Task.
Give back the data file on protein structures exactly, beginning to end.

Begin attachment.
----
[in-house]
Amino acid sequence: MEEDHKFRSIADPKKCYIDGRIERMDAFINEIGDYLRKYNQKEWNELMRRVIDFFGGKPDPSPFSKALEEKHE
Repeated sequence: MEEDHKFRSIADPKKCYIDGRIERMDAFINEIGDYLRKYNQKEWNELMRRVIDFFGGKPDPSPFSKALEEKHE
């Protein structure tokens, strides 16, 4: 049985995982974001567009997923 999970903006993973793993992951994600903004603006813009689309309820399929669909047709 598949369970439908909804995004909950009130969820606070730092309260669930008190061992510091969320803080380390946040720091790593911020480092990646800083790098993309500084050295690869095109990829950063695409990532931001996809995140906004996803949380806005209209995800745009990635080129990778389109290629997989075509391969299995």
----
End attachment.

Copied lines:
[in-house]
Amino acid sequence: MEEDHKFRSIADPKKCYIDGRIERMDAFINEIGDYLRKYNQKEWNELMRRVIDFFGGKPDPSPFSKALEEKHE
Repeated sequence: MEEDHKFRSIADPKKCYIDGRIERMDAFINEIGDYLRKYNQKEWNELMRRVIDFFGGKPDPSPFSKALEEKHE
């Protein structure tokens, strides 16, 4: 049985995982974001567009997923 999970903006993973793993992951994600903004603006813009689309309820399929669909047709 598949369970439908909804995004909950009130969820606070730092309260669930008190061992510091969320803080380390946040720091790593911020480092990646800083790098993309500084050295690869095109990829950063695409990532931001996809995140906004996803949380806005209209995800745009990635080129990778389109290629997989075509391969299995």